Interns make an impact

Our interns are the lifeblood of our charitable program at A Helping Hand. We rely on them to provide assistance to 40 of our volunteer clients every semester. These clients depend on their companions each week in order to go grocery shopping, get to doctor’s appointments, and pick up prescriptions at the pharmacy. Without the help of our tireless interns, we would need to recruit 30 or 40 new volunteers to serve all of our clients!

The most recent class of interns, from the summer 2017 internship, provided nearly 1,310 hours of assistance to 62 local seniors and adults with disabilities. This made a huge impact in our community and in the lives of each of our clients. In all, the interns double our capacity to serve our community.

Interns have also shaped other aspects of AHH. Jiwon, an intern in the fall of 2015, introduced us to the Music and Memory program, and brought iPods full of favorite tunes to many of our clients. A Helping Hand has continued to partner with Music and Memory ever since. James, an intern in 2015 and fellow for 2016, enrolled AHH in the Presidential Service Award program, so we can honor our volunteers with this prestigious prize. Hannah helped organize an event last year with Ms. Reynolds, hosting a celebration for our volunteers and paid companions at Ms. R’s home. And last spring Koushik started what has become an ongoing tradition of hosting a client mixer at the end of every semester, as a culmination of the internship session.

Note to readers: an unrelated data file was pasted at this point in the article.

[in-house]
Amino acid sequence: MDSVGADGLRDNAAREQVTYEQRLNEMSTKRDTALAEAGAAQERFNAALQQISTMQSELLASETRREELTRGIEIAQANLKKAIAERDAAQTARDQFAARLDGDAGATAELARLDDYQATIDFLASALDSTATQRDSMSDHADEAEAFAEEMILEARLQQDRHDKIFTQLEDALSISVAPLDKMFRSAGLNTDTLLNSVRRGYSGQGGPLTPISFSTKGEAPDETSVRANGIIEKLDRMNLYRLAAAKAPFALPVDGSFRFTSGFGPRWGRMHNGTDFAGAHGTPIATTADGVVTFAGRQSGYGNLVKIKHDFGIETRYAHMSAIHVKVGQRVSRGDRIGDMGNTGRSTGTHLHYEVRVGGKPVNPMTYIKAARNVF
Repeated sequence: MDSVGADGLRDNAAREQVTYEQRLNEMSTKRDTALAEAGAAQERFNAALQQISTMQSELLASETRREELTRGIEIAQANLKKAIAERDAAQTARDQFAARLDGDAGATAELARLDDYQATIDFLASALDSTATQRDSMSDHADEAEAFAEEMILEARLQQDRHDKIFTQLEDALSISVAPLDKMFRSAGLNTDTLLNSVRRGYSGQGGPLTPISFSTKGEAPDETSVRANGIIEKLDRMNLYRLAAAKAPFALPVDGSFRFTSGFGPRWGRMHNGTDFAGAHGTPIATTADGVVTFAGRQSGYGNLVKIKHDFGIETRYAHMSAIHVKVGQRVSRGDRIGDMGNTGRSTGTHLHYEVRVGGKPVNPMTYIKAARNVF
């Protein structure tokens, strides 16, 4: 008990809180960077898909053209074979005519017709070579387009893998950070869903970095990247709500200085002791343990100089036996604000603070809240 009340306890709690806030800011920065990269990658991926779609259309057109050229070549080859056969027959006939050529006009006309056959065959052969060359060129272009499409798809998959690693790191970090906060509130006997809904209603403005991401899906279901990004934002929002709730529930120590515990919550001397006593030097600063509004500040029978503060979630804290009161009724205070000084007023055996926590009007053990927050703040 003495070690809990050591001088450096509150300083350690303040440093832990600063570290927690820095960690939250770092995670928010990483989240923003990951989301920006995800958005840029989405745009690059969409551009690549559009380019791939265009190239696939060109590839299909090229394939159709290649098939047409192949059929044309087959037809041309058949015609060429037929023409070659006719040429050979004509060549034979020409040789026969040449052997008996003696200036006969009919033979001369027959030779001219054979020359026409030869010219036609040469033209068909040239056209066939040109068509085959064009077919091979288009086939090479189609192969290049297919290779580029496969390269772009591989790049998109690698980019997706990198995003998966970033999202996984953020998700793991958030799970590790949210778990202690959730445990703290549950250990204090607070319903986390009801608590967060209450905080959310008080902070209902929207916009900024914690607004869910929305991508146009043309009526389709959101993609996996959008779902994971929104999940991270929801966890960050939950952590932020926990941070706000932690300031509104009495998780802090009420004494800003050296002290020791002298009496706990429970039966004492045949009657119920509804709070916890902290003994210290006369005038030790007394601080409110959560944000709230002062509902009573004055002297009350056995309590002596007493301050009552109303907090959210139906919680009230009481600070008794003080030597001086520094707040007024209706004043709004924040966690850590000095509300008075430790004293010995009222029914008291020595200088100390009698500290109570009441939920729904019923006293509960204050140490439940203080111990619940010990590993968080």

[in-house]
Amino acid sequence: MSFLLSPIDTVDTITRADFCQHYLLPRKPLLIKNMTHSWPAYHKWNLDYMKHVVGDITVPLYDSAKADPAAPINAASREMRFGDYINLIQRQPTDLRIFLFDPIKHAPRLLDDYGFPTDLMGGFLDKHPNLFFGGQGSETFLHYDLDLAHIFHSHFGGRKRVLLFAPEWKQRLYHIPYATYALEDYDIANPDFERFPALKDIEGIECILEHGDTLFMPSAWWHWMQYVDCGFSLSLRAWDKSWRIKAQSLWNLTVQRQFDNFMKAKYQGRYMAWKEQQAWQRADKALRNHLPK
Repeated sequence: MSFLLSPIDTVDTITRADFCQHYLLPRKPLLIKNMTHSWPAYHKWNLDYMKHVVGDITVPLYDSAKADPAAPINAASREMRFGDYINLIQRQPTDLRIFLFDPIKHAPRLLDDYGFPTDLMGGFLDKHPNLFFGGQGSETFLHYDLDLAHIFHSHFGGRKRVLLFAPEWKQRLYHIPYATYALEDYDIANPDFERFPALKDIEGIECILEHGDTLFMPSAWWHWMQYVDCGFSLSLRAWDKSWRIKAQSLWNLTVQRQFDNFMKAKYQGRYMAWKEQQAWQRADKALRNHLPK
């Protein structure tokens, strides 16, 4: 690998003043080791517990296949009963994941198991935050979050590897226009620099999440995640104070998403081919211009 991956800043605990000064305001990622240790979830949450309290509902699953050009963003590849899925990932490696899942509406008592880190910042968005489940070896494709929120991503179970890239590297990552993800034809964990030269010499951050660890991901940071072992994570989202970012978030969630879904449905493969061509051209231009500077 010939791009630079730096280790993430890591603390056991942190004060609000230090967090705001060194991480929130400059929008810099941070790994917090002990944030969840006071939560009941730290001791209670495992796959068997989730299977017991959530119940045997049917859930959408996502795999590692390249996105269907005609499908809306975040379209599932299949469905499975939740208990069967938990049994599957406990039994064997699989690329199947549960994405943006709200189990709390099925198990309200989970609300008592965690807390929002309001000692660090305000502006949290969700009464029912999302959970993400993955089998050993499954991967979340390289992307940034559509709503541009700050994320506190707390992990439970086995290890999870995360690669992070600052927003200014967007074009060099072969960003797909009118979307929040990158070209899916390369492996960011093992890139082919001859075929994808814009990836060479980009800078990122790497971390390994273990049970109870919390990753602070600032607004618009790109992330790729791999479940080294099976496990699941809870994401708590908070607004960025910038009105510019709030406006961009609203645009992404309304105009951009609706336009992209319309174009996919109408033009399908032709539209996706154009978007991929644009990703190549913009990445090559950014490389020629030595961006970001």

Our interns do so much for our charitable program, and the program simply wouldn’t function without their help. Thank you to all of our wonderful interns for filling this need for local seniors!



Advocating and educating

Ms. Reynolds has been an AHH client for more than four years, and she’s also one of our strongest community advocates. Ms. R gets weekly assistance from one our interns every semester, which gets her out of the house for doctor’s appointments, grocery shopping at Aldi, and ice cream at Maple View Farms. She calls the office regularly to chat and keeps us up to date on the latest gossip. Ms. R loves getting to know the young people she meets through A Helping Hand, and often stays in touch with her interns long after they complete their semester working with her.

Ms. R also spends time advocating for A Helping Hand. In the past month, she has attended two events at UNC with us. At these job and volunteer fairs, Ms. R talked up AHH and used her charm to get students to sign up to volunteer or apply for jobs with us. Her engaging personality drew people to our table, and she had a carefully honed pitch to describe what AHH does and how important our work is to her.

Last Friday, the fall interns had their first team meeting. Ms. R generously offered to host the meeting in her home. She had been a surgical nurse and shared insights and countless stories from the medical field with our pre-health interns.